Did you know that over one-third of food produced in the U.S. is never eaten? This is a huge problem. This wastes the natural resources and inputs that went into producing that food and increases environmental impact. Food waste is the most common material in landfills and incinerators in the U.S.
Reducing the amount of food wasted at various stages along the food system will help increase food security, efficiency, resource conservation, and productivity, while addressing environmental concerns, such as climate change.
So how do we solve this issue of food waste? The U.S. Environmental Protection Agency provides a guide called the Food Recovery Hierarchy to help prevent and divert food waste. The areas at the top are the most preferred and decrease in preference as you go down the inverted triangle.
The best method of reducing food waste is through source reduction, as this prevents food waste to begin with. We can make sure that we are buying only what we need. This can be done by both businesses and individuals through inventorying supplies and grocery lists.
Source reduction makes sure that we are efficiently using the resources that go into producing food rather than squandering them. This also saves money on both buying and disposal, and labor costs for stocking businesses.
The second tier is redistributing food to feed hungry people. According to the EPA, in 2018 about 63 million tons of food were wasted in the United States. While at the same time, the U.S. Department of Agriculture estimates that in 2019, 10.5 percent of American households had difficulty providing enough food for their household members due to lack of resources. Much of these millions of tons of food wasted was still wholesome and edible. We can feed people rather than landfills by donating unspoiled food to our neighbors in need. Food pantries, banks, and rescue organizations are located across the country, serving communities in need.
Food pantries and related organizations
• To find a local food bank: Click here
• To find local food rescues: Click here
• Locate nearby food pantries: Click here
• Other organizations: Hunger Free America (to help find food assistance), Food Recovery Network, Food Donation Connection, and Rock and Wrap It Up
The next tier, which is near and dear to the heart of livestock farmers, is to feed animals! Farmers have been doing this for centuries.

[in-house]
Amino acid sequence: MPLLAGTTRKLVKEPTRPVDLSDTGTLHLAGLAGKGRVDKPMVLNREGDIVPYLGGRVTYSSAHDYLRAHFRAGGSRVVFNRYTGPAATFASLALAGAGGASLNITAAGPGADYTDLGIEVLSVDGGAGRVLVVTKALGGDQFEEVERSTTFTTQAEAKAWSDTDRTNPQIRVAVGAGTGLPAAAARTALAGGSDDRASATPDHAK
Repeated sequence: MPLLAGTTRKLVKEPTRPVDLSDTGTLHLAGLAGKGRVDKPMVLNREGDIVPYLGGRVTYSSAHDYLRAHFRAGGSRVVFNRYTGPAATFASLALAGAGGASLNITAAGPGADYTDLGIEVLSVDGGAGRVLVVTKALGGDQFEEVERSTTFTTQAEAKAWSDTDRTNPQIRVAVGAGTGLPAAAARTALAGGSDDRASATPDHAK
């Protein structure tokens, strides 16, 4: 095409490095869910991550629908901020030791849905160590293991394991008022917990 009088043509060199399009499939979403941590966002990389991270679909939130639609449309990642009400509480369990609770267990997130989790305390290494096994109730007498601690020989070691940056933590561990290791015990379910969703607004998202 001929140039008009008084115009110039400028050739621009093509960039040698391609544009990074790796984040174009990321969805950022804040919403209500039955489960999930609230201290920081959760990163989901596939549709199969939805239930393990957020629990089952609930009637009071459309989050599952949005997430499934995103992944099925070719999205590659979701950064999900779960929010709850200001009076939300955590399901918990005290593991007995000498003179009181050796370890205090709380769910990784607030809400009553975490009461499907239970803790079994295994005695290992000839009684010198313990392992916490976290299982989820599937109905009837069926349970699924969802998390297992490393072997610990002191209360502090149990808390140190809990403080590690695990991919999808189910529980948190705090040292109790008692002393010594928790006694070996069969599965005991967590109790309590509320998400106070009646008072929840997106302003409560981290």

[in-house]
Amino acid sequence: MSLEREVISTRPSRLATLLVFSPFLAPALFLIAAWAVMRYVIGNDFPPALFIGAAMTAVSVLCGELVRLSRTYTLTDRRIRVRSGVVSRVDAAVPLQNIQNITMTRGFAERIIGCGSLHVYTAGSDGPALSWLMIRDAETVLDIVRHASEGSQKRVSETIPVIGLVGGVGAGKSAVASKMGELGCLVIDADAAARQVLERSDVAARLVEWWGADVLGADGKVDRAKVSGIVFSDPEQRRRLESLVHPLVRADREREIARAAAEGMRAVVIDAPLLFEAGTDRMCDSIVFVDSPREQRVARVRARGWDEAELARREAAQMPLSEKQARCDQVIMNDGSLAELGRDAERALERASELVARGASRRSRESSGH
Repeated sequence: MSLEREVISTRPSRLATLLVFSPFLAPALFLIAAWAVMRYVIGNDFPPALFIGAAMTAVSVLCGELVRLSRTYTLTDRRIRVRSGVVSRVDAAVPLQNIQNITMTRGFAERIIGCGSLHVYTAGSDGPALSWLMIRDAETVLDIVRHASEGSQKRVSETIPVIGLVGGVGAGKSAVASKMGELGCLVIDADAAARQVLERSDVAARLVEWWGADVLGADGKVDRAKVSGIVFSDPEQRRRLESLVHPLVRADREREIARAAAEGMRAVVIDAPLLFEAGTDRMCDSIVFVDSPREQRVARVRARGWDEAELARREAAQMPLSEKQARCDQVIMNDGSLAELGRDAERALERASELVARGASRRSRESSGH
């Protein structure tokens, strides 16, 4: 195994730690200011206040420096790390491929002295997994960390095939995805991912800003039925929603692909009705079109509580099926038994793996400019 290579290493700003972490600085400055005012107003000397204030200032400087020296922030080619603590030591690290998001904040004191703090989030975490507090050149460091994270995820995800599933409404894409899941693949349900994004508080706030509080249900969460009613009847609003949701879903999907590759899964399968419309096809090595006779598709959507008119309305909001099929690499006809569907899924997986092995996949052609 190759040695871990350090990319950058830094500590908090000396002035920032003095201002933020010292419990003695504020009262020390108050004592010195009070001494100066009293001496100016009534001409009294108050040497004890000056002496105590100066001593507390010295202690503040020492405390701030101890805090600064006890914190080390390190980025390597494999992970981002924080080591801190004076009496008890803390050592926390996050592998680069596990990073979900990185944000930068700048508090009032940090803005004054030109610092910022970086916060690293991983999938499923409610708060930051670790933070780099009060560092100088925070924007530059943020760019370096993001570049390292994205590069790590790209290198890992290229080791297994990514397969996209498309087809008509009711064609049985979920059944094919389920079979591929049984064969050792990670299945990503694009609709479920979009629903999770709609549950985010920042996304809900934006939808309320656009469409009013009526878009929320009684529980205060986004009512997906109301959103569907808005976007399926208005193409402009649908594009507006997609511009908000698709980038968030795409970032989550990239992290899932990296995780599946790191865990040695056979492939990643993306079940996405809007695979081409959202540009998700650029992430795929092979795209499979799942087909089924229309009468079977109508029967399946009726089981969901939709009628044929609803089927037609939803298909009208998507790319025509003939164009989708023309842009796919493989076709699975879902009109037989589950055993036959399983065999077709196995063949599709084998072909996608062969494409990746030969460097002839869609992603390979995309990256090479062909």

Food waste can also be diverted to zoos, pet food, and more! Livestock — especially ruminants such as cattle, sheep, and goats — are the ultimate upcyclers. They take human-inedible byproducts from other industries and food waste and upgrade this into high-quality meat, milk, and fiber. Common byproducts fed to livestock include almond hulls, brewers grains, cotton seeds, soybean meal, bakery waste, cookie and candy meal, peanut meal, ugly produce, and so much more. This helps to enhance the sustainability of animal agriculture and our entire food system!
To learn more about feeding byproducts and food waste to ruminants, check out this Facebook post from “Cow Nerd.”
The next step on the Food Recovery Hierarchy is industrial uses. Food waste also has important uses in renewable energy. Aerobic digestion can transform food waste and even animal manure into biogas and fertilizer. There is also increasing interest in creating biofuels and other products from food waste.
Towards the bottom of the Food Recovery Hierarchy is composting, which can be used to nourish the soil, which in term can grow crops. Compost is beneficial to soil quality, crop yields, water retention, and carbon sequestration.
Landfill and incineration are at the bottom of the Food Recovery Hierarchy, as it is the least valuable method of food waste use. Did you know food waste comprises 24 percent of landfilled solid waste and 22 percent of combusted municipal solid waste?
By source reduction, donating food, feeding animals, industrial uses, and composting, we can help reduce food waste, which will in turn increase food security, productivity, efficiency, and resource conservation while addressing environmental concerns.
Michelle Miller, the Farm Babe, is a farmer, public speaker and writer who has worked for years with row crops, beef cattle, and sheep. She believes education is key in bridging the gap between farmers and consumers.